|Stevens Williams of Flad Architects (left) and Allen Doyle of the University of California, Davis, (right) accept the award.|
Designed by Flad Architects, the Teaching and Research Winery at the August A. Busch III Brewing and Food Science Laboratory combines active learning with applied research. Agricultural heritage and scientific inquiry define the University of California, Davis programs in viticulture and food sciences that are housed in the facility. Bench-top science is combined with applied process technologies to create an extended learning environment. The building is the first in the region to meet all domestic and irrigation needs through stormwater harvest, facilitated by a 176,000-gallon rainwater storage system. It is also the first process science facility to achieve LEED Platinum certification. Initiatives that led to LEED credits include a 40 percent reduction in water demand, 36 percent improvement over the energy baseline with exemplary performance in onsite renewable energy, and night purge ventilation and piping of fermentors for carbon dioxide capture. In addition, the students have direct involvement in the operation and monitoring of building systems. In this entirely donor-funded project, all this was achieved on a lean construction budget through the use of design-build delivery that engaged the vision of the benefactors.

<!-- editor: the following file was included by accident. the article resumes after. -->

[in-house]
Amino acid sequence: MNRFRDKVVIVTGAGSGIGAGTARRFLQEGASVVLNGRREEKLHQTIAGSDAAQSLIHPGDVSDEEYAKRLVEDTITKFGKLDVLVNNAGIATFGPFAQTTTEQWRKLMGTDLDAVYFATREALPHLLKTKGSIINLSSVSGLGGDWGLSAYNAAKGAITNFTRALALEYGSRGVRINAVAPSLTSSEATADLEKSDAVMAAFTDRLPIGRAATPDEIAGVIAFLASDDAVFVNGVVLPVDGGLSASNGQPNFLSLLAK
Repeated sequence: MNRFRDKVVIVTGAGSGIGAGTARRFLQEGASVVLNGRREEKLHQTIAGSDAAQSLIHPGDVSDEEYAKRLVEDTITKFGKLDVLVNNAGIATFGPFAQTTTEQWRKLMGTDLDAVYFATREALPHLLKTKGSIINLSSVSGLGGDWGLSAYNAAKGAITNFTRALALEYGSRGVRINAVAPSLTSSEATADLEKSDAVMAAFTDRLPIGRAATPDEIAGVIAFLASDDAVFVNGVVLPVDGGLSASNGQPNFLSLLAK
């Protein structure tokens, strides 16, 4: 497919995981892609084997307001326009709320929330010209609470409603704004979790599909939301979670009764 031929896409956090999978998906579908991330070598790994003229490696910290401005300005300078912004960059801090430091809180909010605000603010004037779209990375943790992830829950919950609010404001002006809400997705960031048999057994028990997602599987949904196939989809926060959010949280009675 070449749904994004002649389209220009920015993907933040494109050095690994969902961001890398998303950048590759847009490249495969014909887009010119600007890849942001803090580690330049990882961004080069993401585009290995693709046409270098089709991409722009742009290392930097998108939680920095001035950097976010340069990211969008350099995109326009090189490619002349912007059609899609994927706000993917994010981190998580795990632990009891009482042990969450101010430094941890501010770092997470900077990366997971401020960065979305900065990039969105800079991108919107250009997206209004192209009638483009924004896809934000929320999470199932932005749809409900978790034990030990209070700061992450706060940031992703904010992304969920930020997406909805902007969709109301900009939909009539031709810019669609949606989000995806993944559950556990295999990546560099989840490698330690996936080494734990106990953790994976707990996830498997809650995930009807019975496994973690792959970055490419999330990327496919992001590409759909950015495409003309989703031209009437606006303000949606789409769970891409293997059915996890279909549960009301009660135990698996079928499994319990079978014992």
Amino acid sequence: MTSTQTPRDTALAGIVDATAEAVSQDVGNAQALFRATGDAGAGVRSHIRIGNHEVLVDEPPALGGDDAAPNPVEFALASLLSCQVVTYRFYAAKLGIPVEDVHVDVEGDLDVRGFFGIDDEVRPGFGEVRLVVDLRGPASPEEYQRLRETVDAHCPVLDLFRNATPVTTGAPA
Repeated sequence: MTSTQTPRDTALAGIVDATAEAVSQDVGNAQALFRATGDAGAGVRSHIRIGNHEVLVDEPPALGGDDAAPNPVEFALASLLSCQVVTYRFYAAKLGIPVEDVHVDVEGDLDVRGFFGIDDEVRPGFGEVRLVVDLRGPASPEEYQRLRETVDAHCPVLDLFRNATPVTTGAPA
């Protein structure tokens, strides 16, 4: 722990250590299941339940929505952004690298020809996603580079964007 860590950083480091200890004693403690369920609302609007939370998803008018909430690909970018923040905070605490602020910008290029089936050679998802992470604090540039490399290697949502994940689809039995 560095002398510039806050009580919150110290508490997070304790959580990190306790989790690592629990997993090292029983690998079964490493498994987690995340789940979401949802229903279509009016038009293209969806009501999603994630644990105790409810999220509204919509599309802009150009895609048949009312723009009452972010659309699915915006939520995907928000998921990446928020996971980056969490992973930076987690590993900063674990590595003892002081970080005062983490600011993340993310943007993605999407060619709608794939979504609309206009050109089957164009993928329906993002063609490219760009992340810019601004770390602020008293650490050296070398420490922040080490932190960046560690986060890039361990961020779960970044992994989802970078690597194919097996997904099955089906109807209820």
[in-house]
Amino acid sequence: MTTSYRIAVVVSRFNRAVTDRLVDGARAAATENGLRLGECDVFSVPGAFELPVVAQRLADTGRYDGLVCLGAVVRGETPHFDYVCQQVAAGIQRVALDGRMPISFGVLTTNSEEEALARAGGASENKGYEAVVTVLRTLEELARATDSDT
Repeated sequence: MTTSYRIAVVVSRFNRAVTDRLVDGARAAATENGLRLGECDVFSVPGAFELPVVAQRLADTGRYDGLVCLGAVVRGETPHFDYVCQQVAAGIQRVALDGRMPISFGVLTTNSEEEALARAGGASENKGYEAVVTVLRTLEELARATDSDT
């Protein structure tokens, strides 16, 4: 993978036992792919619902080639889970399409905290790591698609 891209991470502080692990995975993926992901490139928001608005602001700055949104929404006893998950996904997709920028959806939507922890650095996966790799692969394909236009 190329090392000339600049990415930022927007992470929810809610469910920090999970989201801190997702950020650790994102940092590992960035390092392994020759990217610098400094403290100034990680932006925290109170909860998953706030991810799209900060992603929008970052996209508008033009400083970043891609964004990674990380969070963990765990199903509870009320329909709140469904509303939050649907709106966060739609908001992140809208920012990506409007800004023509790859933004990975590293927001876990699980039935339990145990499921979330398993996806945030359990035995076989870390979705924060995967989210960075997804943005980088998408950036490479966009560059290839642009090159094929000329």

|Konrad Kruezer accepts the award on behalf of Waldner, Inc.|
Waldner is committed to low-energy use practices and the creation of efficient, effective products. Waldner fume hood products are designed to reduce energy consumption both in their manufacture and usage in the laboratory. During their manufacture, fume hood components are bonded at low temperatures to generate fewer emissions and reduce energy consumption. Techniques to shorten the production processes also further reduce manufacturing energy use. Waldner has also chosen to considerably reduce its use of energy-intensive aluminum in products. Once in the laboratory, Waldner products are designed to expend less operational energy. Their fume hoods optimize flow patterns in the air supply and exhaust while maintaining performance and safe operation. This four-year Labs21 Annual Conference Technology and Services Fair exhibitor's commitment to energy recovery, energy efficiency, and material recycling is evidenced in all areas of their facility operations. Waldner exhibits a strong commitment to rainwater capture and water conservation, as well as great sensitivity to its role as a resource consumer in a small rural community setting. Waldner has been very active with Labs21 and I2SL, participating in I2SL's Global Sustainable Laboratory Network, which engages a global network in sustainable laboratories collaboration and research. Waldner also helped create EGNATON, a European nonprofit organization and I2SL partner that aims to support the development of sustainable practices in laboratory design.